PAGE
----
The vast increase in the numbers of unrepresented defendants has been a major feature of courts, criminal, family and civil since 2010.  The many Lord Chancellors since then have attempted to deny the subsequent problems arising directly from the cause of this eruption and have sought to minimise its effects by the introduction of ever more applications of digital technology of one sort or another. There are two fundamental foundations to a justice system; equality of arms and a level playing field. . One can only guess how many injustices have been allowed to happen by the imbalance of the former. Within the magistrates` courts there are no statistics of defendants who do not present with a lawyer. The latter in recent years has been undermined by the prosecution`s inability to follow the rules on disclosure.  High profile cases especially with regard to rape have exposed this iniquity.  Whether this lack of information is by lethargy, accident or design will be known only to that small coterie in Petty France where the most hard working section is the press office. 

I retired from the bench in the early part of 2015.  Even then it was becoming apparent that in my opinion a real risk of justice not just being seen to be done but not being done per se was staring me in the face at almost every sitting. It did not happen by calculation but I realised that my manner when presiding over cases involving unrepresented defendants was changing ever so subtly. The traditional approach of seeking only "clarification" when directly questioning a witness had occasionally to be sidestepped to avoid a possible or probable miscarriage of justice. In that year I posted twice on this subject

Similar problems have almost certainly been presented to judges at crown court. How many have gone unreported is anyone`s guess but recently none other than a High Court judge His Honour Judge Matthews has been castigated by the Appeal Court for his inquisitorial approach to an unrepresented defendant. The Law Society Gazette has a recent report.

There is no doubt that very soon those law lords who offer guidance often only when they are retired will provoke discussion around the very basis of trial law in England. My personal justification for sometimes incurring the disapproval of legal advisors was that I would rather push the boundaries of what was hitherto acceptable practice than see a possibly innocent person convicted because s/he was unable to construct the vital question or interpret the obvious flaw which would have exposed the CPS case`s failings. HH Judge Matthews deserves the support of all those with similar opinions.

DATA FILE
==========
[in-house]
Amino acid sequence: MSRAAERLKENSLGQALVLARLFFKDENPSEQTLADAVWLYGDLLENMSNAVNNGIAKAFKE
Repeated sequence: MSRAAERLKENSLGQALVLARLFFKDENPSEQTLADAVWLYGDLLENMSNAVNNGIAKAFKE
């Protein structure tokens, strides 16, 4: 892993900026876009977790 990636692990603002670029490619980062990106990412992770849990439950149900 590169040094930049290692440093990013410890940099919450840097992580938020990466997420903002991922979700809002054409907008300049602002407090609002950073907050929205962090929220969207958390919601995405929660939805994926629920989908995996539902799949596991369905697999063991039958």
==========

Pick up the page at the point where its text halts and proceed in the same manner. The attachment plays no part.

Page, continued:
Wednesday, 28 November 2018


For those who like their legal knowledge or some of it in numbers latest court statistics published yesterday can be accessed from here.

Tuesday, 27 November 2018


Archimedes' principle states that the upward buoyant force that is exerted on a body immersed in a fluid, whether fully or partially submerged, is equal to the weight of the fluid that the body displaces and acts in the upward direction at the centre of mass of the displaced fluid.  The word displacement and its derivatives was for many centuries associated mainly with that fellow Archimedes. Anthropologists also found the term useful in describing ethnic or national groups who have been removed from an area and possibly replaced by others.  It is almost twenty years since the principle of displacement entered the legal domain with the introduction of ASBOs where a civil order made with criminal sanctions if breached could enable miscreants to be banned from any area the court designated.  Various other displacement orders have since been legislated eg Drinking Banning Orders followed ten years ago. Offenders were prohibited from a particular area and were pushed into adjoining towns or counties if they wanted to go to a pub.  Indeed there have been cases where a recidivist was banned from drinking in any public place in England. Such prohibition orders are just an easy way to avoid constructive answers to habitual offenders such answers to consist in varying percentages of deterrence, punishment and rehabilitation all of which are costly in comparison.

The Ministry of Justice and the Home Office has since 2010 cut to the bone the resources necessary for the justice system to function for all of us; law abiding citizens, defendants and witnesses and those who work within the whole system. This recent case is a perfect example. 

Monday, 26 November 2018


A literate population in times long past was considered a threat to authority. No clearer example was the advent of the printing press and the subsequent availability of the bible in the English language produced by William Tyndale in 1536A.D. whose efforts cost him his life. The first ever manuscript in English of the bible by John Wycliffe c1380A.D. led to his long dead bones being exhumed and crushed into powder on papal orders. With the advent of at least a rudimentary education for the masses in the middle and late nineteenth century the coming of mass media allowed sometimes lurid accounts of court proceedings to be brought to anybody`s attention for the price of one penny. Indeed court reports were a major feature of local newspapers until the increasing prevalence of a television set in most homes about fifty years ago gradually reduced the impact of the written word so far as news reporting was concerned.